A Freelancer’s Guide to Filing Your Taxes

Whether they’re forcing an Uber or designing sites, earning merely some additional money on the other hand or six figures via contract work, the freelancers of today have become an essential component of the American work force. One in three workers — more than 53 million people — currently earn freelance earnings, based on the Bureau of Labor Statistics.

The rise of the sharing market as well as the ease with which workers are today matched by technology platforms with clients has helped fuel the growth in independent contracting. The capacity does not hurt, either. About 3 million workers, 18 percent of employees, earned more than $ 100,000, according to a report by MBO Partners last year.

It means taxes on income that is considerable while freelance work includes a lot of advantages, like the ability to choose clients and a flexible schedule. “The principles for independent workers are as complex as some in the tax code,” states Mark Steber, primary tax officer in Jackson Hewitt. “However, they’re also arguably the most helpful.”

Though the audit risk is low (the IRS audited significantly less than one percent of small businesses annually), should youn’t know those complicated rules, you might be missing out on valuable deductions and the chance to keep more of your own earnings. Keep reading for some suggestions on how to get with the smallest amount of pain possible through taxation period if you are a member of nation.

1. Start early. The secret to making sure that you’ve gotten each of the deductions to which you are eligible is to keep careful records throughout the year. As any freelancer knows, that’s easier said than done, so get started upgrading your novels and now compiling receipts. “The difficult part isn’t doing your taxes, so it is getting together all your receipts and other records,” states Lisa Greene-Lewis, a certified public accountant in TurboTax.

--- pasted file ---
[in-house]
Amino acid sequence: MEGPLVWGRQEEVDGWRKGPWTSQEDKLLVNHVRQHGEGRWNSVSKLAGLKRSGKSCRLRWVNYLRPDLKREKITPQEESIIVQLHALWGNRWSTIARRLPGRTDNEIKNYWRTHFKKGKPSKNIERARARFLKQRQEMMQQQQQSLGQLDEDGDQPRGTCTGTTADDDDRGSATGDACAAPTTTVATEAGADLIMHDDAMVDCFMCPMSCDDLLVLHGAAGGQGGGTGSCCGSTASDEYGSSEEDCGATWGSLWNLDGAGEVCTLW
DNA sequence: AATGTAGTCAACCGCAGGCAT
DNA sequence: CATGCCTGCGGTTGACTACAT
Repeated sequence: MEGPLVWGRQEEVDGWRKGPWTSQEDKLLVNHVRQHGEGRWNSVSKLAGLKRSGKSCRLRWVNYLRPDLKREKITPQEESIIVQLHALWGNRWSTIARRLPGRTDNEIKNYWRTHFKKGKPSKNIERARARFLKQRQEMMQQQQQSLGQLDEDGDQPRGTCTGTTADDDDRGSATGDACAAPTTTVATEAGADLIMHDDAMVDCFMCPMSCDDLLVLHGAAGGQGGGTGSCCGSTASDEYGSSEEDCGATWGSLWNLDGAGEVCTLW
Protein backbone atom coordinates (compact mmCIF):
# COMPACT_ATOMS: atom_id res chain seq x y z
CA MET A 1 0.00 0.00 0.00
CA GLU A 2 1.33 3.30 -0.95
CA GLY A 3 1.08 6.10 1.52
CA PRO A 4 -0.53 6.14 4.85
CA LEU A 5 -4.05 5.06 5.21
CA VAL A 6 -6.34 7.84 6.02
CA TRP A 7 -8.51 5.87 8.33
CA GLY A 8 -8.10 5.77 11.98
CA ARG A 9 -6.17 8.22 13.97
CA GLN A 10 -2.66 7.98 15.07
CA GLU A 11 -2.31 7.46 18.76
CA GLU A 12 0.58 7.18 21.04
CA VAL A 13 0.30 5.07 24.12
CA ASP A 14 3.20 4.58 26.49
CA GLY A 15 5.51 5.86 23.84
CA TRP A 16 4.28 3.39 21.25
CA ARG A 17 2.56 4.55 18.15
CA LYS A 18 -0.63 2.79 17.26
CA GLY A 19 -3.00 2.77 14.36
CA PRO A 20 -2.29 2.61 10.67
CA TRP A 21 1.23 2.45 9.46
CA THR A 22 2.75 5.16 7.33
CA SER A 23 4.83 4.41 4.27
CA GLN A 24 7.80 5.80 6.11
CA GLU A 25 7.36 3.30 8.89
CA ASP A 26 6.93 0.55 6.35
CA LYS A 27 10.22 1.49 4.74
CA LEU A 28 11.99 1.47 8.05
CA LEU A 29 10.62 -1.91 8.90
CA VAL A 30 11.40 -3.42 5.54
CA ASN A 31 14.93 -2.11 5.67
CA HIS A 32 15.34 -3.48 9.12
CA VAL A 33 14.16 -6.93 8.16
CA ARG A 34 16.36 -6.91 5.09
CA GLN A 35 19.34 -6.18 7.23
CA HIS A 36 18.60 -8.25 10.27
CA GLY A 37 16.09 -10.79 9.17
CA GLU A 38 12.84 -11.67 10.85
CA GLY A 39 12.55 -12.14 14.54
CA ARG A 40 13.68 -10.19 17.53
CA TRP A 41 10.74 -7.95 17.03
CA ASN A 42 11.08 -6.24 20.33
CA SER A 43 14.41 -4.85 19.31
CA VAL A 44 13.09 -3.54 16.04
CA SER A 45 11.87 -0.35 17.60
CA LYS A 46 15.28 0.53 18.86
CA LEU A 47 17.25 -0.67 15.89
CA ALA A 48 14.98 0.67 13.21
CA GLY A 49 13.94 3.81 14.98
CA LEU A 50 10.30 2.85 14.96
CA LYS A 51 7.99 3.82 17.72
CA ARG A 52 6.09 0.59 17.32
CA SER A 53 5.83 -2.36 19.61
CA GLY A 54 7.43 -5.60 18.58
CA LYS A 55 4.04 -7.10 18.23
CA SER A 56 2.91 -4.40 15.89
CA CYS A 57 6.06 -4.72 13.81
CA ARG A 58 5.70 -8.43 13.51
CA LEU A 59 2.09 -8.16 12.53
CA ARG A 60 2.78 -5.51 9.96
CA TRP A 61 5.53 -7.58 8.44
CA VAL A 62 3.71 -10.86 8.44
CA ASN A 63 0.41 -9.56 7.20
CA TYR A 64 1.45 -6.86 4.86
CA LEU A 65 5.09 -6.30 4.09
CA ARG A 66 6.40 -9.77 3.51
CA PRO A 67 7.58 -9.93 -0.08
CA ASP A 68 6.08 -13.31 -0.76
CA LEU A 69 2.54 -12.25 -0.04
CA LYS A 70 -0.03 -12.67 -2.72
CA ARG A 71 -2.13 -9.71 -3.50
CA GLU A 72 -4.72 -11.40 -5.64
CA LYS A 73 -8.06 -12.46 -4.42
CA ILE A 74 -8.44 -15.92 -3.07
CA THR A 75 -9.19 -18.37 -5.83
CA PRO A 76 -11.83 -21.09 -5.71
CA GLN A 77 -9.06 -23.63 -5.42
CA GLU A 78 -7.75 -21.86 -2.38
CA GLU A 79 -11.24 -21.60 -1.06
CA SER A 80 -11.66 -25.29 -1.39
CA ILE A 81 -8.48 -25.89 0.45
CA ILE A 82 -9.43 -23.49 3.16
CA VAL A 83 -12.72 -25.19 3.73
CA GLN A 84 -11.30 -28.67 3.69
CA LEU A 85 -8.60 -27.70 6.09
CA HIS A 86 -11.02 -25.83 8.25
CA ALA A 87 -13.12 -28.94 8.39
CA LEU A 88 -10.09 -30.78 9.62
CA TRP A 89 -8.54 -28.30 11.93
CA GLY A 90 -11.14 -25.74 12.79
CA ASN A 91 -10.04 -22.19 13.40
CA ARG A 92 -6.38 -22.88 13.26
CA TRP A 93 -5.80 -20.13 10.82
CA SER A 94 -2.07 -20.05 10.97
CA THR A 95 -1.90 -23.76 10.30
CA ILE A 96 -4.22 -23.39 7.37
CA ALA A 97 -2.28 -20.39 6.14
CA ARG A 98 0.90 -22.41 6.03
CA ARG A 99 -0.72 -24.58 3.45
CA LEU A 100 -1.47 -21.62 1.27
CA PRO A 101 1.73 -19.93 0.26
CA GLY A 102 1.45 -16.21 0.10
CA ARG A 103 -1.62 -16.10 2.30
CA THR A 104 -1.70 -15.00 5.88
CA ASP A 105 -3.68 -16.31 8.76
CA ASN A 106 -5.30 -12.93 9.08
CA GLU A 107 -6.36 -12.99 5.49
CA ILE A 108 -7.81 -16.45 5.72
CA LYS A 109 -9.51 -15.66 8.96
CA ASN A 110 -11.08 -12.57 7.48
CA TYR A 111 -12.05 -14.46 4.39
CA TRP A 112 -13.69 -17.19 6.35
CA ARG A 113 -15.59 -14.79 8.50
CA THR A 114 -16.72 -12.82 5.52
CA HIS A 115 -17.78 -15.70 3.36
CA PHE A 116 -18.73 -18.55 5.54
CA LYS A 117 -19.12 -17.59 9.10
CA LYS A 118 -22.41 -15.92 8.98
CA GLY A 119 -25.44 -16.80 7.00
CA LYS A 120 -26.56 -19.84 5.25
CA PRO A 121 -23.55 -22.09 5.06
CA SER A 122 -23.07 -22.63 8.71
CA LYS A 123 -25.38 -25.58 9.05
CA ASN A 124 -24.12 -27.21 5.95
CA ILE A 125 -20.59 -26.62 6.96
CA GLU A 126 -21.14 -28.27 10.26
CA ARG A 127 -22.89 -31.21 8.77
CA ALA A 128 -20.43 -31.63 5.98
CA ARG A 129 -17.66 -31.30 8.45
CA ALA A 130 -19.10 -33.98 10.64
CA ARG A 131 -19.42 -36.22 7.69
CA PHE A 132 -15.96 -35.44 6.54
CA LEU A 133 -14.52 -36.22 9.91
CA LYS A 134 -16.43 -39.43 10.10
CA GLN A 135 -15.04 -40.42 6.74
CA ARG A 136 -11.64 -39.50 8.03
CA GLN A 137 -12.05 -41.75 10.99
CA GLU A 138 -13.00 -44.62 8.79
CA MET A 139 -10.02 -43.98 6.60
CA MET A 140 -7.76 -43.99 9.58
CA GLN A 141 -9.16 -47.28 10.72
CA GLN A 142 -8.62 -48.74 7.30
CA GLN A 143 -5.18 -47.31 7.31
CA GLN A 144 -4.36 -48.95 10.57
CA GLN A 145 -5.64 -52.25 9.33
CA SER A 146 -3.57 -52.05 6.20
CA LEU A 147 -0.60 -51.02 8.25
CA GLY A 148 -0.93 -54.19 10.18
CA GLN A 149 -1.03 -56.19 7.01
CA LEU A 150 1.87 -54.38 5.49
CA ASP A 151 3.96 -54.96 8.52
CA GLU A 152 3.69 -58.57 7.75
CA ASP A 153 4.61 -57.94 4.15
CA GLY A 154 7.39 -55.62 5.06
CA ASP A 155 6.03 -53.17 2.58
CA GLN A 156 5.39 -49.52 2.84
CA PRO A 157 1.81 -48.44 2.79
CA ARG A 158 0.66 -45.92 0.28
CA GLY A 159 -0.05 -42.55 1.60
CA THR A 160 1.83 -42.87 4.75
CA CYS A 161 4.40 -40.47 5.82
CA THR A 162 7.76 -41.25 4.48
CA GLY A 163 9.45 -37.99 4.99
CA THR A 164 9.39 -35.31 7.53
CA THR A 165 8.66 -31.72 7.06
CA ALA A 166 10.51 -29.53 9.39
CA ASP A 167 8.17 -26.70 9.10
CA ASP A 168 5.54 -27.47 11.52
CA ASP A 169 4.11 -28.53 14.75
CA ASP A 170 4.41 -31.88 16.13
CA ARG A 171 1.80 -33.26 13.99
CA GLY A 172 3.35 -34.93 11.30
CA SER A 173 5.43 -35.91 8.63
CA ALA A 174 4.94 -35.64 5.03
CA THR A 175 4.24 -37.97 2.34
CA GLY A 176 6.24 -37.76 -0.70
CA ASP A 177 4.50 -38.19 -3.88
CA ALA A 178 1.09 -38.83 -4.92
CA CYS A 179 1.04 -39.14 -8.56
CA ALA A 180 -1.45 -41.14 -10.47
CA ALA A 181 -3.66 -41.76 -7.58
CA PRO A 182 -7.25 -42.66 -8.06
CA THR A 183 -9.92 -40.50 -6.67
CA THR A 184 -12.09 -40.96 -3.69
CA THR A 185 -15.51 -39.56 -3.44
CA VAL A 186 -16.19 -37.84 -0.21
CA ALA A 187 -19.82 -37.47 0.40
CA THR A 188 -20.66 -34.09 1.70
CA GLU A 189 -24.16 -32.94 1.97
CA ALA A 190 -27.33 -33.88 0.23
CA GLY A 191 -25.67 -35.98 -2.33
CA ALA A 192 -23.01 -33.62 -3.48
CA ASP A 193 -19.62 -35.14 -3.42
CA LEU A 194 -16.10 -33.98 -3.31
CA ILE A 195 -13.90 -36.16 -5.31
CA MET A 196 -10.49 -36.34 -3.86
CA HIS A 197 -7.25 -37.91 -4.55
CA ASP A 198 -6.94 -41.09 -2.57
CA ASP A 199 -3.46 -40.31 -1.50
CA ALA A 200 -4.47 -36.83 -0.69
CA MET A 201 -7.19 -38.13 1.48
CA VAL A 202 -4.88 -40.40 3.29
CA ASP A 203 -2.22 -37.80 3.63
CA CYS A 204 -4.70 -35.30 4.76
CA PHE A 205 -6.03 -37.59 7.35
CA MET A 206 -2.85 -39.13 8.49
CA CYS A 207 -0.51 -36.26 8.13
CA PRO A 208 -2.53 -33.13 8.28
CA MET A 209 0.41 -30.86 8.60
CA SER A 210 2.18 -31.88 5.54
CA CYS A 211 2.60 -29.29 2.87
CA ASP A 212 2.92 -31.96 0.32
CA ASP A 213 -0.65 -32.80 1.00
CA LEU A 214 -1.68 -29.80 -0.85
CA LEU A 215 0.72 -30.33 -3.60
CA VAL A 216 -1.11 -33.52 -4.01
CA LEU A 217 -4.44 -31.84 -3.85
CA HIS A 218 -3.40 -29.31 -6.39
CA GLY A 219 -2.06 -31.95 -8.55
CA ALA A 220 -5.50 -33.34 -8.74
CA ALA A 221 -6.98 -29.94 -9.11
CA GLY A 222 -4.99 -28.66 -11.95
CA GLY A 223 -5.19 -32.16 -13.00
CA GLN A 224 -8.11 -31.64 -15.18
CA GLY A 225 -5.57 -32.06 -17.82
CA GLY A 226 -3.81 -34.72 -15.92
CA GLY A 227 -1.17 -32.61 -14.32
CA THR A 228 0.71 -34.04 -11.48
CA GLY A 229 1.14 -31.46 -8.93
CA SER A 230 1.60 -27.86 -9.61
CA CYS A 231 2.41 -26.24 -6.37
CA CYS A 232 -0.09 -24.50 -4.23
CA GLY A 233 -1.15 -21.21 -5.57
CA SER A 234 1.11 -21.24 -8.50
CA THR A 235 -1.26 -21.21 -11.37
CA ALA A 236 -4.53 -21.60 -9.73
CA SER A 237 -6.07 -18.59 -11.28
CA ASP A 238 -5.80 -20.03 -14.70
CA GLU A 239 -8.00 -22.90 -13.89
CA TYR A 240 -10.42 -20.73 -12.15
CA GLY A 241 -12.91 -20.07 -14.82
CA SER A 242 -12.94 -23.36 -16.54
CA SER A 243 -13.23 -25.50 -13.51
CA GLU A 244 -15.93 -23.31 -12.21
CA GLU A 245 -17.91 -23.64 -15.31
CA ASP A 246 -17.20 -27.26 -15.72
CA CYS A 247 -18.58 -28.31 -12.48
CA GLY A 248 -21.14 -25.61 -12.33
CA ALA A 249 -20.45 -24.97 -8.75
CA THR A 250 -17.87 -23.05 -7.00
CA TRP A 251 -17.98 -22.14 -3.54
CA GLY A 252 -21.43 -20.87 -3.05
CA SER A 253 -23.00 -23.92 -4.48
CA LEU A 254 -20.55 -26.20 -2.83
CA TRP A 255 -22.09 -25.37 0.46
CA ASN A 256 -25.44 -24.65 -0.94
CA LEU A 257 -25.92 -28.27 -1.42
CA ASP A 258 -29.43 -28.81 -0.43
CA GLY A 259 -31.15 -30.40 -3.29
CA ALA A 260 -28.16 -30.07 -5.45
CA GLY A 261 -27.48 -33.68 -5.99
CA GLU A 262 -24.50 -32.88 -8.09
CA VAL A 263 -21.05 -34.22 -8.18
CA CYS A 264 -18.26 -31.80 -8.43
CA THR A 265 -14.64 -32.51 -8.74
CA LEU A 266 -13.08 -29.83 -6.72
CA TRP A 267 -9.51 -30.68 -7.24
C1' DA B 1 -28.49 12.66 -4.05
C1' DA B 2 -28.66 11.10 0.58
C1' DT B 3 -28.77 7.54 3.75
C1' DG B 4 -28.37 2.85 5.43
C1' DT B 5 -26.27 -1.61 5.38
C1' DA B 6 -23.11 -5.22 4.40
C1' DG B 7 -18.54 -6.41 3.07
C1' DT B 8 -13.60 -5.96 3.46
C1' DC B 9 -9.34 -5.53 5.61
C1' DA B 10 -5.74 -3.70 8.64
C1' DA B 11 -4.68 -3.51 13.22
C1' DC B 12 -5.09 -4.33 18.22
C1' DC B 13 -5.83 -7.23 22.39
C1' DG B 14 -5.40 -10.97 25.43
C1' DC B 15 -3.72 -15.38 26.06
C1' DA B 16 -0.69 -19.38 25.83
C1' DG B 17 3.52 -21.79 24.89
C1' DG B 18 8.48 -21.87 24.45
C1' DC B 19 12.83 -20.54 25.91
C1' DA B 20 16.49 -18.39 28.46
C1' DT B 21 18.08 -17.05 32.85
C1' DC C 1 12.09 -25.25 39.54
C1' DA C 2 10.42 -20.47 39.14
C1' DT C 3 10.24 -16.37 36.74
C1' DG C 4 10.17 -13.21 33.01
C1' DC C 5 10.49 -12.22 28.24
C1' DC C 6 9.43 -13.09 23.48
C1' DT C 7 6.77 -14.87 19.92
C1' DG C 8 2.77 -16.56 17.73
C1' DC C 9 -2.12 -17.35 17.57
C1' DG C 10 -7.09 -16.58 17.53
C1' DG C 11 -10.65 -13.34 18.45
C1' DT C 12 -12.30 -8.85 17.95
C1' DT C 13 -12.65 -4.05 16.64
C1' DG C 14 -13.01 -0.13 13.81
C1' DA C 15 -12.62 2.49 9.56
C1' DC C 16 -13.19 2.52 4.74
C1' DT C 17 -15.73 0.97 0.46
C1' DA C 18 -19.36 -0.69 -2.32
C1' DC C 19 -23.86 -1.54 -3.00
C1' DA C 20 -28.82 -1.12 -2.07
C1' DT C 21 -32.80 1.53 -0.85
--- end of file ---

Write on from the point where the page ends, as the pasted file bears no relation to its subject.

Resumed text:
That will provide you the time to monitor documentation for receipts that have gone missing (suggestion: check credit card and bank statements). Filing early suggests that you are less inclined to become a casualty of taxation ID fraud, and you’ll receive your refund quicker. Plus, you’ll have an easier time locating an accountant before taxes are expected, before they get booked up during crunch time in the past weeks.

2. Get assistance. Given their inherent complications, most freelancers are better off hiring an expert for assistance at the time. If the IRS does come back with questions this will ensure that they’re not missing out on potential deductions, and provide a resource. The pros will be a lot more efficient than you would be submitting all on your own, and a key selling point for freelancers who earn an hourly wage.

While good tax aid can be expensive (at least $100 a hour), an expert who finds one huge deduction for you will easily cover her commission. Look for a person with experience working with business taxes and freelancers. “If you are doing any type of significant business volume, you need to have a tax advisor who can ask and answer questions regarding things you haven’t thought of yet,” says Gil Charney, a manager in the Tax Institute in H&R Block.